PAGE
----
• Join over 1.2 million students every month
  • Accelerate your learning by 29%
  • Unlimited access from just £6.99 per month

"The Crucible" reflects not only the time it was set, but also the time in which it was written and is read'

Extracts from this document...

Introduction

By John Mason English Coursework. ' "The Crucible" reflects not only the time it was set, but also the time in which it was written and is read' Arthur Miller first wrote his play 'The Crucible' in the 1950's. During this time a political witch-hunt was sweeping America. After the Second World War had ended and two 'super powers' were left standing-America and Russia. Even though they fought on the same side, they still had hatred buried inside them. They could never trust each other because of their believes- the Americans believed in their system of government, they were Capitalism and the Russians were communist. After the War, in the 1950's an organisation called the 'House Un-American Activities Committee' who were under the chairman ship of Senator Joseph McCarthy, this committee became almost paranoid of Communist and Communist sympathisers amongst the American public. Also America were fighting in Korea in an attempt to halt the tide of communism spreading in Asia as each side got more violent there were many fears that philosophy of the communist ideas would spread over to America and would destroy and corrupt the American way of life-capitalism. ...read more.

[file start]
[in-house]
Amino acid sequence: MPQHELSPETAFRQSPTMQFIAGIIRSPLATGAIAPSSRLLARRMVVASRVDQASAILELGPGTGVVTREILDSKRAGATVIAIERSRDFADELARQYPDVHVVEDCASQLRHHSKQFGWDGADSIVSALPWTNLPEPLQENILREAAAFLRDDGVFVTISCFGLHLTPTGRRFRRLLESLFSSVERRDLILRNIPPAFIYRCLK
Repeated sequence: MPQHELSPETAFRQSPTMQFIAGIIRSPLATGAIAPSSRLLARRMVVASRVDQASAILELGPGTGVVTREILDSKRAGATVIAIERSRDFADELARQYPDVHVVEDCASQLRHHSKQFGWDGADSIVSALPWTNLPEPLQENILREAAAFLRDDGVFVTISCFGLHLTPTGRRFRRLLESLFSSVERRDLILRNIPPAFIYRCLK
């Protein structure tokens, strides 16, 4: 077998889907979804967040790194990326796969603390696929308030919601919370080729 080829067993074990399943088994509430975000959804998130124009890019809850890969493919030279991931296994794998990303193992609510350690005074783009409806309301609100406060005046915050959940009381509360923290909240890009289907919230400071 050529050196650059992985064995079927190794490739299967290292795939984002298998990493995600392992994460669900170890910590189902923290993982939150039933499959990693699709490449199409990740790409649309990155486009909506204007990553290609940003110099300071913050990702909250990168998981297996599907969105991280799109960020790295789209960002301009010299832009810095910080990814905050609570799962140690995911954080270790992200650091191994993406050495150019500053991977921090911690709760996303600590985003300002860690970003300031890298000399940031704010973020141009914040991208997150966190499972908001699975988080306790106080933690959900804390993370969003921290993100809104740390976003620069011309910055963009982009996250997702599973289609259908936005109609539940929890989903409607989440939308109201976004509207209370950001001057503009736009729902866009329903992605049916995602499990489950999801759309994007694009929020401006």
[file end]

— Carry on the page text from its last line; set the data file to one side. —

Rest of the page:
Middle

In Salem's case by Abigail Williams and a few other girls, in the 1950's case, by McCarthy. But the hysteria carried on from gentle rumour it got bigger and bigger as innocent people were brought into it and accused until it reached peak points. This effect is called the snowball effect- it starts off small and as it rolls on it gets bigger and bigger. The way Salem village was quickly taken over is because they respected and looked up to those in power: * Ministers * And judges * Also people with wealthy lands and money And if these people are caught up in the hysteria and throw out accusations they quickly encourage the whole society and village to follow suit. This can be shown by the fountain effect: If the top is the courts and ministers and red dye (representing hysteria and corruption) was poured at the top it will contaminate the whole fountain, community, and is very difficult to get rid of. Miller wrote his play 'The Crucible' to show how people can be led astray by lies and deceit. ...read more.

Conclusion